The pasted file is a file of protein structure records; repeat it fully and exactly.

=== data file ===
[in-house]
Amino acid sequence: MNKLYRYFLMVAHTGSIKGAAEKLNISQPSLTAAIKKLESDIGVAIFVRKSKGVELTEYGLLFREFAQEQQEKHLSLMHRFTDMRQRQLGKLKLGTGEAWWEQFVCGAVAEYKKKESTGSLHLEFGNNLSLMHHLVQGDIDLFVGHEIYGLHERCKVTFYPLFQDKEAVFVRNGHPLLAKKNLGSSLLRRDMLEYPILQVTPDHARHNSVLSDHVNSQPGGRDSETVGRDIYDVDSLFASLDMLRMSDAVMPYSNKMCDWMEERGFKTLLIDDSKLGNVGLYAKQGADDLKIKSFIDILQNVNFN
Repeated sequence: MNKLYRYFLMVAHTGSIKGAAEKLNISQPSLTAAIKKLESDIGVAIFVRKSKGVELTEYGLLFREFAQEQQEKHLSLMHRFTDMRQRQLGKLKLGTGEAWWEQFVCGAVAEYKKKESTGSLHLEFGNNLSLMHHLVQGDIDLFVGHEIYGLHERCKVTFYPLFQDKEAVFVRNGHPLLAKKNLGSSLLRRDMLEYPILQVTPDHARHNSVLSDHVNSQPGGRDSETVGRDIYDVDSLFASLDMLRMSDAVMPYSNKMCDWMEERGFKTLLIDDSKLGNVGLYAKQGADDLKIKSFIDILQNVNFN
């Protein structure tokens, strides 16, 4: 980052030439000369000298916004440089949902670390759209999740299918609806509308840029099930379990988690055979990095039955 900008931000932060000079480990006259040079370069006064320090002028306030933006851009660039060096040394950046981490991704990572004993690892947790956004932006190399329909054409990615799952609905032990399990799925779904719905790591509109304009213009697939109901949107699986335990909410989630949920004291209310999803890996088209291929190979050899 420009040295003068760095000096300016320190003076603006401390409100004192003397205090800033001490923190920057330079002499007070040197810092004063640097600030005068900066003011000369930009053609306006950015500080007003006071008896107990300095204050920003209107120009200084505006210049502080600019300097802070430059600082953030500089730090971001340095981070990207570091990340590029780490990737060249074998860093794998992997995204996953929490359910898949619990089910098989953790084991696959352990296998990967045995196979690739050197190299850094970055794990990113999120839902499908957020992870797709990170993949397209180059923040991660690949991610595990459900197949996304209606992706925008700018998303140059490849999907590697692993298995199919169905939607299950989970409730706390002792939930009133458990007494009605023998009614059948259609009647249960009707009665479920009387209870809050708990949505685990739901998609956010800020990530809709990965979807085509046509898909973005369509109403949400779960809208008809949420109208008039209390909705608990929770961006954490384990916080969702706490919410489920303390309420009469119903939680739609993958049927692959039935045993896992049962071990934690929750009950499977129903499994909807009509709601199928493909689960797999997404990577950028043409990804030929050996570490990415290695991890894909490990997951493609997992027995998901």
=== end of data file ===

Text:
[in-house]
Amino acid sequence: MNKLYRYFLMVAHTGSIKGAAEKLNISQPSLTAAIKKLESDIGVAIFVRKSKGVELTEYGLLFREFAQEQQEKHLSLMHRFTDMRQRQLGKLKLGTGEAWWEQFVCGAVAEYKKKESTGSLHLEFGNNLSLMHHLVQGDIDLFVGHEIYGLHERCKVTFYPLFQDKEAVFVRNGHPLLAKKNLGSSLLRRDMLEYPILQVTPDHARHNSVLSDHVNSQPGGRDSETVGRDIYDVDSLFASLDMLRMSDAVMPYSNKMCDWMEERGFKTLLIDDSKLGNVGLYAKQGADDLKIKSFIDILQNVNFN
Repeated sequence: MNKLYRYFLMVAHTGSIKGAAEKLNISQPSLTAAIKKLESDIGVAIFVRKSKGVELTEYGLLFREFAQEQQEKHLSLMHRFTDMRQRQLGKLKLGTGEAWWEQFVCGAVAEYKKKESTGSLHLEFGNNLSLMHHLVQGDIDLFVGHEIYGLHERCKVTFYPLFQDKEAVFVRNGHPLLAKKNLGSSLLRRDMLEYPILQVTPDHARHNSVLSDHVNSQPGGRDSETVGRDIYDVDSLFASLDMLRMSDAVMPYSNKMCDWMEERGFKTLLIDDSKLGNVGLYAKQGADDLKIKSFIDILQNVNFN
């Protein structure tokens, strides 16, 4: 980052030439000369000298916004440089949902670390759209999740299918609806509308840029099930379990988690055979990095039955 900008931000932060000079480990006259040079370069006064320090002028306030933006851009660039060096040394950046981490991704990572004993690892947790956004932006190399329909054409990615799952609905032990399990799925779904719905790591509109304009213009697939109901949107699986335990909410989630949920004291209310999803890996088209291929190979050899 420009040295003068760095000096300016320190003076603006401390409100004192003397205090800033001490923190920057330079002499007070040197810092004063640097600030005068900066003011000369930009053609306006950015500080007003006071008896107990300095204050920003209107120009200084505006210049502080600019300097802070430059600082953030500089730090971001340095981070990207570091990340590029780490990737060249074998860093794998992997995204996953929490359910898949619990089910098989953790084991696959352990296998990967045995196979690739050197190299850094970055794990990113999120839902499908957020992870797709990170993949397209180059923040991660690949991610595990459900197949996304209606992706925008700018998303140059490849999907590697692993298995199919169905939607299950989970409730706390002792939930009133458990007494009605023998009614059948259609009647249960009707009665479920009387209870809050708990949505685990739901998609956010800020990530809709990965979807085509046509898909973005369509109403949400779960809208008809949420109208008039209390909705608990929770961006954490384990916080969702706490919410489920303390309420009469119903939680739609993958049927692959039935045993896992049962071990934690929750009950499977129903499994909807009509709601199928493909689960797999997404990577950028043409990804030929050996570490990415290695991890894909490990997951493609997992027995998901």